Advanced extrusion

The new GA Pet Food Partners factory is home to the most technically advanced extrusion plant in the world, making some of the finest super premium dry pet foods. GA Pet Food Partners has invested in the world’s first thermal twin extruder, which allows it to include very high levels of fresh meat in premium dry pet foods without the use of dry meat meals.

With four extruders, the company has a production capacity of 100,000 tonnes of super premium pet food and can make batches from 3-200 tonnes to suit small or large brands, delivering the same quality and consistency whatever the batch size.

A reliable electrical equipment provider should have a clear understanding of the application as a whole, the machine itself and the components. This way, CP Automation is able help make the manufacturing process more efficient, more cost effective and more sustainable in every sense.

June 13, 2017

Benefits of universal peripherals

There is a real danger in the specification of inverters for use in heavy-duty applications. Fresh from the manufacturer, most drives — even ones with onboard brake choppers — are not rated sufficiently for the braking demand of the application. Here, John Mitchell of CP Automation, discusses the benefits of using a universal brake chopper that works with any inverter.

Non-specialist engineers face an extremely complex task when asked to choose the correct inverter, resistor and brake-chopper combination for a project.

To help counteract this problem, CP Automation recommends using an external brake chopper unit that simplifies the process of inverter selection. Where an inverter doesn’t feature a built-in brake chopper, the new CP Automation unit, manufactured to the highest standards, supplies that functionality. It’s a universal model that works with any inverter, from any manufacturer.

However, the fact that a product is universal doesn’t simplify the selection process by itself. You also need to ensure that you choose the right integration and maintenance partner, so you are not tied into a limited range of drives from a limited range of manufacturers.

A good maintenance partner will provide an honest view of whether you already have the correct resistor and, if you don’t, supply one as part of a package to help meet your specific objectives.

For instance, if the original inverter already has a brake chopper onboard it may be that the Ohmic value of the existing resistor doesn’t meet the criteria of the new one. This can lead to damage to the drive system and its environment and in worst-case scenarios, create health and safety problems.

CP Automation's universal unit is very flexible and extremely simple. The maintenance engineer simply connects two wires from the drive’s DC Bus and two wires from the resistor, and the system is up and running.

An additional benefit of the product’s universal nature is that, should you install a brake chopper and inverter package and the inverter then fails, the end user can simply install any drive, from any manufacturer. The brake chopper and resistor package doesn’t tie the user to certain equipment, as the equivalent bought direct from the drives manufacturer would.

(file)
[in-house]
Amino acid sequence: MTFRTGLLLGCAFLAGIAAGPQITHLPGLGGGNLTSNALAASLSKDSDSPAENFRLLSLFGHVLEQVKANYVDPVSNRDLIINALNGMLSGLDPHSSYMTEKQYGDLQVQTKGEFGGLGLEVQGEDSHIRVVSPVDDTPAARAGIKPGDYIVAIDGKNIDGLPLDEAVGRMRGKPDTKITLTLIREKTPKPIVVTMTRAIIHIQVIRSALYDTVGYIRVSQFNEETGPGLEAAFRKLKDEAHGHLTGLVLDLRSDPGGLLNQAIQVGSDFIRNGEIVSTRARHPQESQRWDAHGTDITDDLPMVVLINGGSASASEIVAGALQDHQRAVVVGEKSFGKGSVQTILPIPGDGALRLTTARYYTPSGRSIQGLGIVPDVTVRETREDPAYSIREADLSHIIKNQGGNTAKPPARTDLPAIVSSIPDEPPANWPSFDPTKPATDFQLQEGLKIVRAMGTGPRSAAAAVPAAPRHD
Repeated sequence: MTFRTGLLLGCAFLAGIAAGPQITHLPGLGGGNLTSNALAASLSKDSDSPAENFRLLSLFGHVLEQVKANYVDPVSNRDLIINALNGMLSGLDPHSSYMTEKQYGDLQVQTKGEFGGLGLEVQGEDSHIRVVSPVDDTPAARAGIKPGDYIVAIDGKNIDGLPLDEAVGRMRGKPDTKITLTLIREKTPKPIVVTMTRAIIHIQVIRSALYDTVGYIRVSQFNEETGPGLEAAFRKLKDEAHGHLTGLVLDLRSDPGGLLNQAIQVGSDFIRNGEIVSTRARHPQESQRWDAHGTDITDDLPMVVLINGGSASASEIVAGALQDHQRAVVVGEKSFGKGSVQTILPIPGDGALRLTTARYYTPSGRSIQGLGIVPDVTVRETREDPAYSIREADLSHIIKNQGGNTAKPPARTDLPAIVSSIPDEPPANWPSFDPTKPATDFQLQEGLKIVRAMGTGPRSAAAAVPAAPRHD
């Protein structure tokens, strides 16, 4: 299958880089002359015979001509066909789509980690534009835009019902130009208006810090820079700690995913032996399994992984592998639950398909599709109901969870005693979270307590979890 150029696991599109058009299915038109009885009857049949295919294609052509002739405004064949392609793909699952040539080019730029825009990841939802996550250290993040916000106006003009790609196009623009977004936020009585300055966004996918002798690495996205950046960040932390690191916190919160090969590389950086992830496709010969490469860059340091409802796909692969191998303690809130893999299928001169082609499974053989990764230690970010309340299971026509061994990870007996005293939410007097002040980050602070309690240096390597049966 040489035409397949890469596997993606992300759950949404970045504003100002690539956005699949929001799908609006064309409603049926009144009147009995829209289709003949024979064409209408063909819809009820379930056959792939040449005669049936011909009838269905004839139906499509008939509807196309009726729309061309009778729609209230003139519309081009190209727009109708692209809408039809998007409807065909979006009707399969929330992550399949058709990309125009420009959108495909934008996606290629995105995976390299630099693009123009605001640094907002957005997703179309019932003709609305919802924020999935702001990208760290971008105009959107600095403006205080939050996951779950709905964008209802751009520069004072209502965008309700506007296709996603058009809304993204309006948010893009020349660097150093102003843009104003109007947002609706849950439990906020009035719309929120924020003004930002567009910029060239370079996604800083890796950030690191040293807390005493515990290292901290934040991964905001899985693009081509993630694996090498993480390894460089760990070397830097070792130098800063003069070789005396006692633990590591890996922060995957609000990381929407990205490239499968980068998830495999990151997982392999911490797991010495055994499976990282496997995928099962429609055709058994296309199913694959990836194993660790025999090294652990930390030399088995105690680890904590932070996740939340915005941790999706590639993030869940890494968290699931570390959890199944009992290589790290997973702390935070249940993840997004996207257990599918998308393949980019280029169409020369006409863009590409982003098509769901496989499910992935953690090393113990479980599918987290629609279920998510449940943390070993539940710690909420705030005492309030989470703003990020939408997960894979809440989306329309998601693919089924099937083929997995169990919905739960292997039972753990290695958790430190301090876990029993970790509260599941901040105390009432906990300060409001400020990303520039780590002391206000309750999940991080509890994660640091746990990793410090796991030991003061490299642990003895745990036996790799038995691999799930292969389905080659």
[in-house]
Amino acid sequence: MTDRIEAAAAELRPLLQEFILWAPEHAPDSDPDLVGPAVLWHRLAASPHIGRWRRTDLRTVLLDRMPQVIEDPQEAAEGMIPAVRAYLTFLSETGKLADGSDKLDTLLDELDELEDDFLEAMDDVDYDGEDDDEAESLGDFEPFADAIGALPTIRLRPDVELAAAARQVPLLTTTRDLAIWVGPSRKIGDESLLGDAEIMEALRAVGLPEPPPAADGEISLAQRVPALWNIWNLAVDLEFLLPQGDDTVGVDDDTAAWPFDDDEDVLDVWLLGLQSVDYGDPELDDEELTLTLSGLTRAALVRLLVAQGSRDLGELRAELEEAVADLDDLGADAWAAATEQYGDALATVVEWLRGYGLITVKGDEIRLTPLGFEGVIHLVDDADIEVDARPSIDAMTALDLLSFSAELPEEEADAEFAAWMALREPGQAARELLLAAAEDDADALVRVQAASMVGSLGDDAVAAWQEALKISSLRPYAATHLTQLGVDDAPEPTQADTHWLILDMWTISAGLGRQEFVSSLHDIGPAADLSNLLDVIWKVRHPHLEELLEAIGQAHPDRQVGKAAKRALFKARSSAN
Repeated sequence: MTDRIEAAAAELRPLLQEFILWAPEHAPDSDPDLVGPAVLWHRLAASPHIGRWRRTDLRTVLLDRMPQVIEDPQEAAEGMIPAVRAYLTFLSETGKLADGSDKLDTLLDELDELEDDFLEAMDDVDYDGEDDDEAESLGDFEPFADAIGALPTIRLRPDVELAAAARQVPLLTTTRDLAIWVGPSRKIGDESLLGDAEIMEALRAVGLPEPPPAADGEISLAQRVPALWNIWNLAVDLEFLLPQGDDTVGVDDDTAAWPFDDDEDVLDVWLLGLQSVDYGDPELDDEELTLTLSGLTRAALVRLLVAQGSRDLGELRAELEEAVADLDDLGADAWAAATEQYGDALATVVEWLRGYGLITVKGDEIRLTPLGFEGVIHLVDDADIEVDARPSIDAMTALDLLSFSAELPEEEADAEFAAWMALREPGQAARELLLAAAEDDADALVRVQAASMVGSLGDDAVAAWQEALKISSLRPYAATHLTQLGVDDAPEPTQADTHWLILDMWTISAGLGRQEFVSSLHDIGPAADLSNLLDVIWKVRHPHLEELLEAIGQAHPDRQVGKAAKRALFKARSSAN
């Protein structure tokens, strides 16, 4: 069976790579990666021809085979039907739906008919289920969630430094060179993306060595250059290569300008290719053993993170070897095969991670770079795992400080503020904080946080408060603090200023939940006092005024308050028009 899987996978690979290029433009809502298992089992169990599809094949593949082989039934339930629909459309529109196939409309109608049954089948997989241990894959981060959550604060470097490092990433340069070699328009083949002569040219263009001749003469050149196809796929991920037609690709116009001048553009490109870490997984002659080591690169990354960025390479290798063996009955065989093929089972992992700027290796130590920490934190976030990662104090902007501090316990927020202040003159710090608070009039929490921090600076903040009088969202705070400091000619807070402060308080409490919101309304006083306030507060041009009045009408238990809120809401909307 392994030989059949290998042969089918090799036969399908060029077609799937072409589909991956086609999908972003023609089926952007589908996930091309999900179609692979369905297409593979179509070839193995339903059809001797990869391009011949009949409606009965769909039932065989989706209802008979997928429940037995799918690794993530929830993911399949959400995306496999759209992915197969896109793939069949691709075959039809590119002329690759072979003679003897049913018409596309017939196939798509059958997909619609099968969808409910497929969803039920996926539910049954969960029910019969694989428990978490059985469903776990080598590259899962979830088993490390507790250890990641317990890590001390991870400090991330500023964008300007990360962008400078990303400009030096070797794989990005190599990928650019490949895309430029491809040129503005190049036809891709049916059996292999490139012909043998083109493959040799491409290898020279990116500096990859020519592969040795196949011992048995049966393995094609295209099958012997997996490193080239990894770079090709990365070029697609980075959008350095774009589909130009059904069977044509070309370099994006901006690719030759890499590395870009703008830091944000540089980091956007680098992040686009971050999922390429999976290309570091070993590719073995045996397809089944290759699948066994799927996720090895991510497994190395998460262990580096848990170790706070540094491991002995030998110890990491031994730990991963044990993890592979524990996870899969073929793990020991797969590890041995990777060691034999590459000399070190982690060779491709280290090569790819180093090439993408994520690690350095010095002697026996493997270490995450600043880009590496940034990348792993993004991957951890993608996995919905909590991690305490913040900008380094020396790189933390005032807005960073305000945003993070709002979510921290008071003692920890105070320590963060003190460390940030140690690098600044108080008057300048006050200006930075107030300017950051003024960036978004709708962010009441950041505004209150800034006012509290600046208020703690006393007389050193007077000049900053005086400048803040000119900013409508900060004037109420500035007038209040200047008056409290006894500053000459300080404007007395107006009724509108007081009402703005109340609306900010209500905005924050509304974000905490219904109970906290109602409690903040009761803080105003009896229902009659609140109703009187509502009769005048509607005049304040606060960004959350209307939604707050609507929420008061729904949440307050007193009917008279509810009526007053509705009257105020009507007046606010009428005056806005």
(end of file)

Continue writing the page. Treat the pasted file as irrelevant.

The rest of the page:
This means manufacturers can bring a production line back to full service quicker than if the brake chopper and resistor package worked with only one inverter model.

It is also possible to re-deploy inverters in use on less critical equipment to mission critical applications without fear of incompatibly. CP Automation's brake chopper even finds applications in motion control drive solutions, where it is equally applicable due to the common DC bus.

A DC bus drive system configuration provides users with significant advantages including design flexibility, higher efficiency and inverter power sharing as well as cost savings. These are realised through reduced cabling and fewer components — such as resistors and thermal devices.

CP Automation routinely keeps extensive stocks of brake choppers in its warehouses, with the smallest unit being 11kW continuous, 33kW peak, and the largest being 100 kW continuous, 360kW peak and users can parallel up above this to create BC units greater than 1MW.

In the drives industry there is a genuine belief that all AC inverters are created equal. This situation is exacerbated by the fact that inverters are often bought as commodity items, much like control gear. But the reality is that, at least with regard to dynamic braking, this couldn’t be further from the truth.

May 23, 2017

The brake chopper size conundrum

Many drives manufacturers design and build their products with a seventh Insulated-Gate Bipolar Transistor (IGBT), in the form of a brake chopper, incorporated into the device. Here, John Mitchell, global business development manager of CP Automation, looks at the dangers of taking your IGBT for granted.

Manufacturers often include a brake chopper up to a certain size of inverter, but beyond that size, they will expect customers to use an external unit. However, to reduce the cost of the drive to the end user, the seventh IGBT isn’t necessarily rated to the full power rating of the drive itself.

Most inverter manufactures will argue that the cost benefit of not rating the IGBT to the full capacity of the drive is more than worth the loss of braking capacity. Furthermore, there is an argument that this is a legitimate design decision - manufacturers will claim that a very high percentage of end user applications don’t actually the full braking capacity.

In very light duty applications, such as emergency stop applications for instance, underrating the built in brake chopper wouldn’t be a problem. In fact, anything that is up to ten per cent duty will be very unlikely to suffer any kind of issue at all.

In contrast, any kind of application where the drive system has to stop and start regularly, such as an elevator or conveyor, needs to pay more attention to the brake chopper.